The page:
The main difference is that in Metro Commander Pro you have a two-column design that allows you to have two file locations open next to each other side by side.

Otherwise, the apps appear to be nearly identical. It has the same strengths and weaknesses as its file exploring sibling File&Folders Pro. It's a bit confusing why these apps are separate in the Windows Store at all rather than just being a setting you could toggle, but you can try them both out and decide which one you like better. We love them both.

See in the Windows Store (opens in new tab)

Honorable mention: Windows 10 Mobile file explorer forced onto PC

If you create a custom shortcut you can actually get the mobile version of the file explorer to work on your PC. It is pretty barebones, and if you want to navigate back you'll have to be in tablet mode and use the arrow key, but it looks nice. It lacks quite a few features, especially when compared to the other entries on this list but it is fun to play with.

To create the shortcut on your PC, you can use our step-by-step guide.

Wrapping up

Replacing the stock file explorer is difficult. It's been built and grown over the years and is very good at its job.

Third-party apps are often as good or better than their first-party counterparts. In the case of file explorers, that's true in some ways but not in others. The apps in this article have more modern designs, support features that aren't available in the stock file explorer, and do their jobs fairly well.

Do you have a favorite file explorer that we missed? Have you tried any of our picks? Let us know in the comments.

Sean Endicott
News Writer and apps editor

Sean Endicott brings nearly a decade of experience covering Microsoft and Windows news to Windows Central. He joined our team in 2017 as an app reviewer and now heads up our day-to-day news coverage. If you have a news tip or an app to review, hit him up at (opens in new tab).

  • Unfortuantely, Windows does not have as many apps as Android does.
  • Captain Obvious is obvious
  • Do you use all android apps?
  • 80% of android apps are trash
  • Verified by your extensive testing I presume?
  • Even if true, the remaining 20% still beat most Windows apps, specially when it comes to mainstream type apps.
  • Q-Dir
  • Q-Dir isn't an App.
  • I use Q-Dir. The best file explorer.
  • So Files & Folders, and Metro Commander are UWP apps, but on mobile they are only available as Silverlight apps?🤔 Why would they do that? Also, it would be great if those two also supported Google Drive besides Dropbox and OneDrive.
  • Only if Google ever supported Windows store in the first place like most social/communication services do. no having one useless app called "google" doesn't count, but I'm sure we will see more of that monopoly being dragged to courts soon enough, 2.7bn for the previous case of market monopoly which was quite recently, the next year surely more to come if they don't change that attitude. Google just is too afraid to go in on it but eventually due to what they do they will have to deal with the laws that prevent such gross manner in businesses. sorry for google fans but your freedom is limited by the business you believe is somehow righteous but everyone should realize that a business is a business and there are some who play that monopoly game just to prevent other products from hitting the high tide by doing whatever they can to prevent it but harder the resistance, stronger the wave will be. Microsoft did the same mistake once and they were taught a lesson, you might wonder why I said this but for me its reality every business should make way for a better consumer future and this is what everyone really needs but never really realizes.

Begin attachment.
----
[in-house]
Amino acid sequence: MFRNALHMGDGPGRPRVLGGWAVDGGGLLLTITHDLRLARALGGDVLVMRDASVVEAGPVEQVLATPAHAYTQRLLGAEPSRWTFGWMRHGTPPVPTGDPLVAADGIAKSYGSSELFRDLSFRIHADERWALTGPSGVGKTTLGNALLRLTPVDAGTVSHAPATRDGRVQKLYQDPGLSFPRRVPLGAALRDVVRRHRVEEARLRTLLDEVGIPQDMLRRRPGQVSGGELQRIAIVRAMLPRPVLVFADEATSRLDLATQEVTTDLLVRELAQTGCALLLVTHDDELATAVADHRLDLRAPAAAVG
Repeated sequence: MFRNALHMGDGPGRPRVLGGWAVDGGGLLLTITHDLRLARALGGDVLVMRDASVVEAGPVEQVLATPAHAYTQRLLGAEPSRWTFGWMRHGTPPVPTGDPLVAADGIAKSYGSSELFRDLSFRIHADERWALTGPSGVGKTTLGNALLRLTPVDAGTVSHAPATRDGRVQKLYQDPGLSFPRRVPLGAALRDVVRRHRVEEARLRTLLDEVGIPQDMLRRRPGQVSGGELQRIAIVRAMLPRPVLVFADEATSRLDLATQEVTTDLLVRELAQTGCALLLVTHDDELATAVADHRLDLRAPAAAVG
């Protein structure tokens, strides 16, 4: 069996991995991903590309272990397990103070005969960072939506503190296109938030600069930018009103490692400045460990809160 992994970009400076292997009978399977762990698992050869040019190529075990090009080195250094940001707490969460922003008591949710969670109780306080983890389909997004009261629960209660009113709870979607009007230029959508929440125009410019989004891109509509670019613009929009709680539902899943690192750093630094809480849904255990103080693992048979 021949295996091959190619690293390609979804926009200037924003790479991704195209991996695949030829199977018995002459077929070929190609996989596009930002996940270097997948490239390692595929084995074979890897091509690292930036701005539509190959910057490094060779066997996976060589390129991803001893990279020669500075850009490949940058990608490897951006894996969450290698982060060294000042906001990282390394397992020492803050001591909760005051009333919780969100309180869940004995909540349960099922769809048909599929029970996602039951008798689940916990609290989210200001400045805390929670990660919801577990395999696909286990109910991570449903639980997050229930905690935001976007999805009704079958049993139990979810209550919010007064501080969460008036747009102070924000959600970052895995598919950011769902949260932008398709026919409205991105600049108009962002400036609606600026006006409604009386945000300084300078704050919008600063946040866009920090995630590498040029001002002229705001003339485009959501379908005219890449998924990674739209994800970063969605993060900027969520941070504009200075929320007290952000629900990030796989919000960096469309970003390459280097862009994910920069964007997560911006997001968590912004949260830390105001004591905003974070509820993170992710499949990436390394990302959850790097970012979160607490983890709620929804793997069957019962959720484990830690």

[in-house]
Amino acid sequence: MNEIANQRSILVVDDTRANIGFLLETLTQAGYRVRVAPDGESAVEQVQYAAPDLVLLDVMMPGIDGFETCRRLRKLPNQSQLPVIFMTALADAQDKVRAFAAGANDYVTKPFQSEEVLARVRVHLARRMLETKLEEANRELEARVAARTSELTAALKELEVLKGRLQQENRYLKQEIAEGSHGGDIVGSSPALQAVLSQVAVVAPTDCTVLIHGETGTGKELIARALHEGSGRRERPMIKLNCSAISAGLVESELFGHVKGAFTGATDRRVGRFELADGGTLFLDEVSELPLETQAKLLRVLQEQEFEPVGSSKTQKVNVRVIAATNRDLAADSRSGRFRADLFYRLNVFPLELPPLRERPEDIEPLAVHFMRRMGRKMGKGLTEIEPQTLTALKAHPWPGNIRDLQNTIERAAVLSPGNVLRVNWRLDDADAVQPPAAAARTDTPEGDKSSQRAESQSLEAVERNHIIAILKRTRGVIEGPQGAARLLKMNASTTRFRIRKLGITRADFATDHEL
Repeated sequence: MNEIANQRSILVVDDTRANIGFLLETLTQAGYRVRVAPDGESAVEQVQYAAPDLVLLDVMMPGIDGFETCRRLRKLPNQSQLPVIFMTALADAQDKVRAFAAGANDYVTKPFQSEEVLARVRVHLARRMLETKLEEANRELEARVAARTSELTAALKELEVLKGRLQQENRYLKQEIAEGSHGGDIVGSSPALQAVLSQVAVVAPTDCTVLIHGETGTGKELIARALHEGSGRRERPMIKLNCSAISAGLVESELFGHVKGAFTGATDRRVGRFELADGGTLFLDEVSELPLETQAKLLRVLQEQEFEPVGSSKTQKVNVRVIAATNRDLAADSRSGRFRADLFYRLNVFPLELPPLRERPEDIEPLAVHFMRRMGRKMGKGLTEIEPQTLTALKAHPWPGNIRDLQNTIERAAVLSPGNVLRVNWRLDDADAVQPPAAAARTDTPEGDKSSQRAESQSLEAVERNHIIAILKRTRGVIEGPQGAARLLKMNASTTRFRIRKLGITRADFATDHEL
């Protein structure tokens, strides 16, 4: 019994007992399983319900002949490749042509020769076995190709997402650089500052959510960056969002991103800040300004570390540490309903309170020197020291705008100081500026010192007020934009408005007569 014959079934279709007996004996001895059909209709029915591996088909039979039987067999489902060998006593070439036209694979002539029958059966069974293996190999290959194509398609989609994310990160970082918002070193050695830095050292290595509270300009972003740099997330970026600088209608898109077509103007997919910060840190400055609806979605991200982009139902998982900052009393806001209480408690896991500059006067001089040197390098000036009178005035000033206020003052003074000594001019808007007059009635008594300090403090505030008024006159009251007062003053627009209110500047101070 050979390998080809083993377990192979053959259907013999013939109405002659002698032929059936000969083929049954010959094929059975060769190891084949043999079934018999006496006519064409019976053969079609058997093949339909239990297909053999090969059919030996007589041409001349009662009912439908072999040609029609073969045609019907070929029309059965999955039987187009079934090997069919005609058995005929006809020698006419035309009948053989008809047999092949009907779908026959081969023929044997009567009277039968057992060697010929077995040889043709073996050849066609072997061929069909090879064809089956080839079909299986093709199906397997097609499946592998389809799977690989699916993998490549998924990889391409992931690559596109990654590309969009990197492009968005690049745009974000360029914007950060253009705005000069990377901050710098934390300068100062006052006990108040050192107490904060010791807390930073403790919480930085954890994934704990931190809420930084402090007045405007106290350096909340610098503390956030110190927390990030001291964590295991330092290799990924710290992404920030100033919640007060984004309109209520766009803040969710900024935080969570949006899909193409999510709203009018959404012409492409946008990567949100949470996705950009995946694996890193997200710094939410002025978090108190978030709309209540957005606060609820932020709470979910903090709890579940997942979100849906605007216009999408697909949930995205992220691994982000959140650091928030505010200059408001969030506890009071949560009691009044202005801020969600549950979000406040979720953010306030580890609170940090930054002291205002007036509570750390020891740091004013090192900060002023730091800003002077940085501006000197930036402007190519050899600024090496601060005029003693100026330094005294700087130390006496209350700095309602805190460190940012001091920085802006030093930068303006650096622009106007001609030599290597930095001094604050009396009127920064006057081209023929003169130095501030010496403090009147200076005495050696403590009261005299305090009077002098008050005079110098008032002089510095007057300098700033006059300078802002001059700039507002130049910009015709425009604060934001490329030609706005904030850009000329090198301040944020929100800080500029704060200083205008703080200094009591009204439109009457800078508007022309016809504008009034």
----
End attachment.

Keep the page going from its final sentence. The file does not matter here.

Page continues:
• The tabbed shell looks good. Hope it graduates and shows up in Redstone 4 or 5.
  • Not sure why I'd use any of these instead of the native file explorer on the desktop.
  • Sometimes, I use Files&folders on my HP Stream 7 tablet, but I can't go away from the default explorer so easily...
  • " File Cards: Modern file manager suite " is an interesting app to try. Must be present in your article !  
  • The tradional file explorer beats all apps , android apps . ios apps . if ms adds tab support then the only missing thing will be obtained . android apps are toys.
  • Even when I used a Surface 2 I ended up using the traditional file explorer over these file manager apps. Speaking of apps though, since Windows 10 S is out now, why aren't we seeing an uptick in the number of apps in the store? Are developers still not going to develope for the app store?
  • I have an old version of directory opus, I used ot use DO on the Amiga and got it for the PC, it still works on Windows 10, but I must update it to be honest.